Latest reports: Israel has now attacked a facility in Syria

Interdicting Hezbollah.

Wars and rumors of wars… OK, let’s sort this out, at least until the next update.  (This is how intelligence works, incidentally.  You work with what you’ve got until the next update.)

The IAF attack on Friday (apparently, early on Friday morning) was targeting an arms shipment.  This was indicated by the profile of the attack, and there has been no reason to revise that assessment.  News and blog sites reference reports that the attack targeted an arms shipment that came from Iran.

New reporting indicates another attack in Damascus, which demonstrates a profile more consistent with an attack on a facility.  The Tower recounts several explosions on Mt. Qassioun, which dominates the northwest quarter of Damascus and houses major weapons facilities.  A Russia Today news item stated that the IAF launched 12 missiles into Syria from Lebanese air space; if valid, that report indicates the IAF used Israeli Popeye air-to-surface missiles to conduct the attack.  The Popeye has a range of about 50 statute miles (78km), allowing standoff attacks.  An ordnance package of this size, and a pattern of multiple, sequential strikes, fit the profile of an attack intended to badly cripple one or more facilities of industrial character, including weapons storage sites.

The explosive weight capacity of the Popeye is also consistent with the character of the explosions seen in the videos at the Tower piece (link above).  I do note that the explosions in the videos appear to indicate strikes on above-ground, non-hardened targets.  These are only a few of the explosions; there were presumably more.

As with the reported strike near Damascus at the end of January, rumors are circulating almost immediately that the IAF used “bunker busters” in the strike on 5 May.  (Initial report here for Hebrew readers.  I haven’t seen this report in English yet for the 5 May attack.)

None of the explosions seen in the videos look like bunker-buster strikes, which would throw up more debris – darkening the explosive bubble – and would in any case exhibit more contained fireballs and plumes, because of the tremendous amount of earth or concrete they are kinetically disturbing.  That said, if there were one or more strikes with bunker busters – Israel has the 5,000-pound BLU-109, weaponized as the GBU-28 – the attacking aircraft would have had to enter Syrian air space and conduct a run over the target.  That is by no means impossible, but it has not been reported.

If there was a strike with bunker busters, it would presumably have targeted underground weapons storage, either on Mt. Qassioun or perhaps in an area slightly north of Mt. Qassioun where Syrian rebels last fall identified what they call Syria’s largest storage facility for chemical and biological weapons: a hardened facility lying between the suburb of Al-Tal and Aysh Wurur.  If Israel has struck something that massive, she will want to follow up with more strikes.  The very limited number she could possibly have brought off in one strike event on 5 May would not be enough to ensure comprehensive damage.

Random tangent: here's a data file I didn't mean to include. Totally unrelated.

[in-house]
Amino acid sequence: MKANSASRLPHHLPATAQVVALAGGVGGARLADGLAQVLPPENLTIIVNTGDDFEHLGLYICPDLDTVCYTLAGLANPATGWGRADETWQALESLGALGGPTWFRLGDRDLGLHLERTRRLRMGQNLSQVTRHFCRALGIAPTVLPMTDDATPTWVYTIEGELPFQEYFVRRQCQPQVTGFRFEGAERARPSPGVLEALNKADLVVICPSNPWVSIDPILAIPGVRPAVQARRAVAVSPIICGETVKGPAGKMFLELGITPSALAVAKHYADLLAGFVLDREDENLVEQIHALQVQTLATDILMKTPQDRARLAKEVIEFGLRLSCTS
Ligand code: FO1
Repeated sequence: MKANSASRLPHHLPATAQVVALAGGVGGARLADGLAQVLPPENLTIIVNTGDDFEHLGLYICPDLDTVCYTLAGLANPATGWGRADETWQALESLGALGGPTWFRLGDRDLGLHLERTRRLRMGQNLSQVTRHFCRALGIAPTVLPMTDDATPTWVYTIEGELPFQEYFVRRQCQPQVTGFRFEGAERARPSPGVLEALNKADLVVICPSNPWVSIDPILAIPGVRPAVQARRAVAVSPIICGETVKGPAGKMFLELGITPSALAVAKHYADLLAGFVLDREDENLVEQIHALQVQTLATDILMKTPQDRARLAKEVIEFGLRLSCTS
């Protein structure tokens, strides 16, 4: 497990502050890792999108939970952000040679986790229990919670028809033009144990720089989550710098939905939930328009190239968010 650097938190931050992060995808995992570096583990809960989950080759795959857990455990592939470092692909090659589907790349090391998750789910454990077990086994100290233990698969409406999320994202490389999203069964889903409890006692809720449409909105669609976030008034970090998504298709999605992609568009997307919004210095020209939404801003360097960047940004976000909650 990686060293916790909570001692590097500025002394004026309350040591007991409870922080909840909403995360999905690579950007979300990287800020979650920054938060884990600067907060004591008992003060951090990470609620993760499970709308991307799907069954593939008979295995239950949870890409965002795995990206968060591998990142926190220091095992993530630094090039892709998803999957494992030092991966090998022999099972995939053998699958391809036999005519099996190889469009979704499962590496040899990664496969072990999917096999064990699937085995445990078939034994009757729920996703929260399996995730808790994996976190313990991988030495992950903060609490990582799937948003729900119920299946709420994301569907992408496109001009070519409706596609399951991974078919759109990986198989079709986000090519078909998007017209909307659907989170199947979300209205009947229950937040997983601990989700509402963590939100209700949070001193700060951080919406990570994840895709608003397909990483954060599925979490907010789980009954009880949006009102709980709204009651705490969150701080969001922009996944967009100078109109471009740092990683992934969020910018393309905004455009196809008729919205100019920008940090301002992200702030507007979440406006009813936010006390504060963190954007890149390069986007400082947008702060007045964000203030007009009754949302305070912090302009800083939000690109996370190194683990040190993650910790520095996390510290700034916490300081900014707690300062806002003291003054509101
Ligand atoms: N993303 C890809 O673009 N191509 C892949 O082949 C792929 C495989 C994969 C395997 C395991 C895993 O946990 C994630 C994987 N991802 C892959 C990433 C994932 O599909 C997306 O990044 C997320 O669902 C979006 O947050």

It isn’t possible to say for certain yet where all the individual strikes were.  No evidence has emerged, at this early hour, to validate any claims that bunker busters were used.  But it might emerge later.

The nature and scope of the strikes are what will ultimately reveal their basic purpose.  The analysts at The Tower have emphasized the “Iranian arms” aspect, suggesting that Israel’s urgency with these strikes is to prevent the distribution of arms supplied by Iran.  That concern is actually a separate one from a concern about Bashar al-Assad transferring his own chemical weapons to Hezbollah, or using them in a way that would threaten Israel.

The IAF would attack two different target sets to address these separate concerns.  Interdicting Iranian arms would entail finding the shipments – e.g., in shipping containers or otherwise grouped for transport – and attacking them wherever they are.  Controlling what happens with Assad’s chemical and biological weapons would entail attacking his facilities, independent of whether there are or have been Iranian-supplied arms shipments at them.  A Hebrew report at Ynet suggests that an enormous fireball propelled aloft during the 5 May strikes came from a rocket storage/fueling facility.  Hitting that kind of target would be intended to hamstring the Assad regime’s use of rockets – a reminder that the second basic objective includes preempting Assad himself, or whoever might get hold of his inventory inside Syria.